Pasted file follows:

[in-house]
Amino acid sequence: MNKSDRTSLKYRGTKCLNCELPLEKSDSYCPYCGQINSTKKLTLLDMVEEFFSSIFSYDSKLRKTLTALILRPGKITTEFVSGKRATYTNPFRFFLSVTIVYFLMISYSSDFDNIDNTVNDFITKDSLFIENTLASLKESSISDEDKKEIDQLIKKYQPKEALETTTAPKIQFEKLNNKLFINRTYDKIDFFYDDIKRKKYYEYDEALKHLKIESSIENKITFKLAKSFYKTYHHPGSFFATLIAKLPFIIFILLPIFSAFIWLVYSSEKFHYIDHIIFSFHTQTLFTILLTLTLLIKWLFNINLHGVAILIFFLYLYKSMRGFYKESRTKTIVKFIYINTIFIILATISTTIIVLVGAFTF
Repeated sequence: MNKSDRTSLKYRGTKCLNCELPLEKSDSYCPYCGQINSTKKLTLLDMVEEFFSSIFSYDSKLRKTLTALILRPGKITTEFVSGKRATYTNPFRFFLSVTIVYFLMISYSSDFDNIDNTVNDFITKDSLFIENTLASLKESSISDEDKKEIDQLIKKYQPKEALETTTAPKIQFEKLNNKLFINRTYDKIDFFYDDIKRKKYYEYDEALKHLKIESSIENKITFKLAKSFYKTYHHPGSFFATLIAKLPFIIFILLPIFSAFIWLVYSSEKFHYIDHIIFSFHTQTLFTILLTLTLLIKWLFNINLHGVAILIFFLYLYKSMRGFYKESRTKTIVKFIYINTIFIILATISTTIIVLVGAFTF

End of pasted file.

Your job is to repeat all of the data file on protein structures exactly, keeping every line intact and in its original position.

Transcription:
[in-house]
Amino acid sequence: MNKSDRTSLKYRGTKCLNCELPLEKSDSYCPYCGQINSTKKLTLLDMVEEFFSSIFSYDSKLRKTLTALILRPGKITTEFVSGKRATYTNPFRFFLSVTIVYFLMISYSSDFDNIDNTVNDFITKDSLFIENTLASLKESSISDEDKKEIDQLIKKYQPKEALETTTAPKIQFEKLNNKLFINRTYDKIDFFYDDIKRKKYYEYDEALKHLKIESSIENKITFKLAKSFYKTYHHPGSFFATLIAKLPFIIFILLPIFSAFIWLVYSSEKFHYIDHIIFSFHTQTLFTILLTLTLLIKWLFNINLHGVAILIFFLYLYKSMRGFYKESRTKTIVKFIYINTIFIILATISTTIIVLVGAFTF
Repeated sequence: MNKSDRTSLKYRGTKCLNCELPLEKSDSYCPYCGQINSTKKLTLLDMVEEFFSSIFSYDSKLRKTLTALILRPGKITTEFVSGKRATYTNPFRFFLSVTIVYFLMISYSSDFDNIDNTVNDFITKDSLFIENTLASLKESSISDEDKKEIDQLIKKYQPKEALETTTAPKIQFEKLNNKLFINRTYDKIDFFYDDIKRKKYYEYDEALKHLKIESSIENKITFKLAKSFYKTYHHPGSFFATLIAKLPFIIFILLPIFSAFIWLVYSSEKFHYIDHIIFSFHTQTLFTILLTLTLLIKWLFNINLHGVAILIFFLYLYKSMRGFYKESRTKTIVKFIYINTIFIILATISTTIIVLVGAFTF